So, we learn that a Christian is a disciple, a follower of Christ, one who clings to the gospel. But, a Christian is one who is prepared to suffer for the sake of Christ, if necessary.
Let me say right here, this all makes me very uncomfortable – for two reasons:
1. I don’t like to suffer.
2. Suffering has nothing to do with the definition of a Christian that I was raised with. I was taught that a Christian is a person who tries his best to follow Jesus -- a good person who goes to church, and fellowships with other Christians.
But the use of the word “Christian” in the NT doesn’t say anything about doing things, nor does it mention being good. No, being Christian has to do with following the unpopular path of suffering and humiliation, all the while professing Jesus Christ as Lord of your life. I gotta’ tell you, this definition is not going to win friends. Church growth experts do not tell us that suffering and sacrifice bring in masses of new church members. We are told to build churches, add programs, use upbeat music, and provide off-street parking. But early Christians didn’t do any of that stuff, nor did they define their identity by it. They identified with the suffering Christ. Associating with Christians meant you were voluntarily allowing yourself to be a target of ridicule and persecution.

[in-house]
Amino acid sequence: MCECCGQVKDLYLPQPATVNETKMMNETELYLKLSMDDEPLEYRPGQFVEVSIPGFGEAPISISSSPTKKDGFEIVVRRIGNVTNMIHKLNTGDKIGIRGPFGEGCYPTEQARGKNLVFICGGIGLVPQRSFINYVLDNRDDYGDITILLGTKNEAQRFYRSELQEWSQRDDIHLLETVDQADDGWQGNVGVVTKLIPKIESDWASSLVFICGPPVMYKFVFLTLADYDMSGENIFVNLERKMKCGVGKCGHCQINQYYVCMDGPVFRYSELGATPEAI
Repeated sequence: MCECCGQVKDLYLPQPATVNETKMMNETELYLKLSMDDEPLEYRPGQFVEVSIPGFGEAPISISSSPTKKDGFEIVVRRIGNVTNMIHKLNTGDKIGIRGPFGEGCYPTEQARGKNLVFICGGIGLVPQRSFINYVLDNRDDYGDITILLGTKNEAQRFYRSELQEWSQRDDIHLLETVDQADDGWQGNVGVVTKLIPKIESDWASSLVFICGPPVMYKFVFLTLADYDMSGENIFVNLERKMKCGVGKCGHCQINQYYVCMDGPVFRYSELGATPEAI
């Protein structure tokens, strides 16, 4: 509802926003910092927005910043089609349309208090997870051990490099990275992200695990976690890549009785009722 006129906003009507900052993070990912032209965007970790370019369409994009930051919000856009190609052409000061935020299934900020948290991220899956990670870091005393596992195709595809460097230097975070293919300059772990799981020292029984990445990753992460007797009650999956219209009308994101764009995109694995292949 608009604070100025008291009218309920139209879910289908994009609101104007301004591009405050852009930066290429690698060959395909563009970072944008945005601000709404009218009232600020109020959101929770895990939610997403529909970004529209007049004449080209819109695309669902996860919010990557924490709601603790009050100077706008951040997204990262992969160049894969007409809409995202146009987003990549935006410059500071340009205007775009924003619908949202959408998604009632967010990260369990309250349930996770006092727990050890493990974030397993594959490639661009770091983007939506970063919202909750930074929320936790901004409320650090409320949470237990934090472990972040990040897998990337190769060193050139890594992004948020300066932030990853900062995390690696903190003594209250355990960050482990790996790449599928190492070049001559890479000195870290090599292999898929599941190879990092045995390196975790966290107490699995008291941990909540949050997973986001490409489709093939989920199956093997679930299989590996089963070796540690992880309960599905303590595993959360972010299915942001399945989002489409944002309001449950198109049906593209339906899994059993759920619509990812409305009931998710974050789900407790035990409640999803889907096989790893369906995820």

Why would anyone do this? Why would anyone willingly align him or herself with a message of meekness, and suffering? We can sum it up in one word: LOVE.
A Christian is defined by love. A Christian is a person who is in touch with the love of God, freely given to us through Christ. In his letters, John reminds us that God is already made known to us. “God showed how much he loved us by sending his only Son into the world so that we might have eternal life through him.” John goes on. “This is real love. It is not that we loved God, but that he loved us . . .” (4:7-10). It’s not what you do or say or believe that makes God love you. God just loves you. God has singled you out for grace. God revals God’s self as the God for others – God the loving Giver.